futures are leading stocks around the world lower by about 3/10 of 1%. on friday. sharply they are up a little bit. call it unchanged for the 10 year. the euro did fall. it is stronger today against the dollar. oil prices are relatively stable. here is where you are seeing some good news. higherg markets index is on the back of the china rate cut. they hope to china will continue to stimulate its economy. yields rose. the two year yield is lower today. there is little changed on the day with west texas. the the pboc cut rates for sixth time since november. leaders are meeting in beijing.
what is the motivation behind this cut? i think there are a couple of factors at work. discontinued concern by week inflation. they want to cut rates again. this would give the economy a boost. the second concern is related to capital flows. we have that surprise defoliation -- evaluation. record seen funds with capital flows in september. onsaw a lot of rate cuts friday. that is intended to release funds to offset the flow. francine: does it mean they have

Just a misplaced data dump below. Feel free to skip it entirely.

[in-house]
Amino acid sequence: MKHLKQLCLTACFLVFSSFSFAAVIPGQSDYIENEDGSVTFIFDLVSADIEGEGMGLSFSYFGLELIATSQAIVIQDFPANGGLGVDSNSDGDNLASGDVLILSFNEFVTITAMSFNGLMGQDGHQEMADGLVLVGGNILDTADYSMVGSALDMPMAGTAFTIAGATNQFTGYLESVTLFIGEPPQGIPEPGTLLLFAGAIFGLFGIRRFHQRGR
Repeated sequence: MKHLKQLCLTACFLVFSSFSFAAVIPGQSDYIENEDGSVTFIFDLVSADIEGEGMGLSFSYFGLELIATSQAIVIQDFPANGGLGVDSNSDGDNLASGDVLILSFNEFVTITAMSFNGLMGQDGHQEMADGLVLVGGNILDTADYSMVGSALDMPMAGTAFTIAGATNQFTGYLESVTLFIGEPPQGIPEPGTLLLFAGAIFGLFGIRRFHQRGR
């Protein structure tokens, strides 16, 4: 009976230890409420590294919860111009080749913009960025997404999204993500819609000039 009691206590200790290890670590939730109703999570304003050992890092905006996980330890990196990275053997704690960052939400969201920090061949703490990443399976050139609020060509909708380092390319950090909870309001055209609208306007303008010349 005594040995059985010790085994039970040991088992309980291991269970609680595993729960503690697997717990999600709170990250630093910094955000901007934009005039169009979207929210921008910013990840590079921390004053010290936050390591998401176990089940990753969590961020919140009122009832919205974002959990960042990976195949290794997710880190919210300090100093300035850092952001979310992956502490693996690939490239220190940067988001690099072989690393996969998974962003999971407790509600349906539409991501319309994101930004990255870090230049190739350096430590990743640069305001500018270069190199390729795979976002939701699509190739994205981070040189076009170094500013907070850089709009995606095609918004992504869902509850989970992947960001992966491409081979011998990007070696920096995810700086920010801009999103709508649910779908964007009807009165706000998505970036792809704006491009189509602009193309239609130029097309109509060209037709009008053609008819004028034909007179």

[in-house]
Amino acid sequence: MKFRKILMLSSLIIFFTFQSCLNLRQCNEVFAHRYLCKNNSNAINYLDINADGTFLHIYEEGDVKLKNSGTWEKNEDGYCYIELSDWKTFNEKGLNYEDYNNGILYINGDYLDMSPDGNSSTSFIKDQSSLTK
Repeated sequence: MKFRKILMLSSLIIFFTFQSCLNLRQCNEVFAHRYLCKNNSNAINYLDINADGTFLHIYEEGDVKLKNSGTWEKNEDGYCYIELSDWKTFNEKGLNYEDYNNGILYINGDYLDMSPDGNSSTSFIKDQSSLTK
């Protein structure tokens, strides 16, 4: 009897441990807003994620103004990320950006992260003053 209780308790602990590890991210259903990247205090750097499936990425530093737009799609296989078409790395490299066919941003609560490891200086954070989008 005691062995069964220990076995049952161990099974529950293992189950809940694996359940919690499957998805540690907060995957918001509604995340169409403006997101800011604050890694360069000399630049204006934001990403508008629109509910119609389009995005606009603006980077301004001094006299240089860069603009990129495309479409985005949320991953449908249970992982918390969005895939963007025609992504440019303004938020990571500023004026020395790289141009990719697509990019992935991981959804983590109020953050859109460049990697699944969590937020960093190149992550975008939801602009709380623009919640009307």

to lower the growth expectations? there is too much uncertainty? tom: i think that's the big question and one of the questions china will be wrestling with this week as they agree the plan. from his chinay needs a cushion in terms of stable growth so it can continue to deliver painful reforms. the economy is going through some difficult transitions, from manufacturing it to services. it's much easier to make those transitions if you're still growing at 6% or 7%. it would be much more difficult to be aggressive with reforms. mike: the interest rate cuts are like taking a horse to water. if people don't want to borrow, you're not going to get much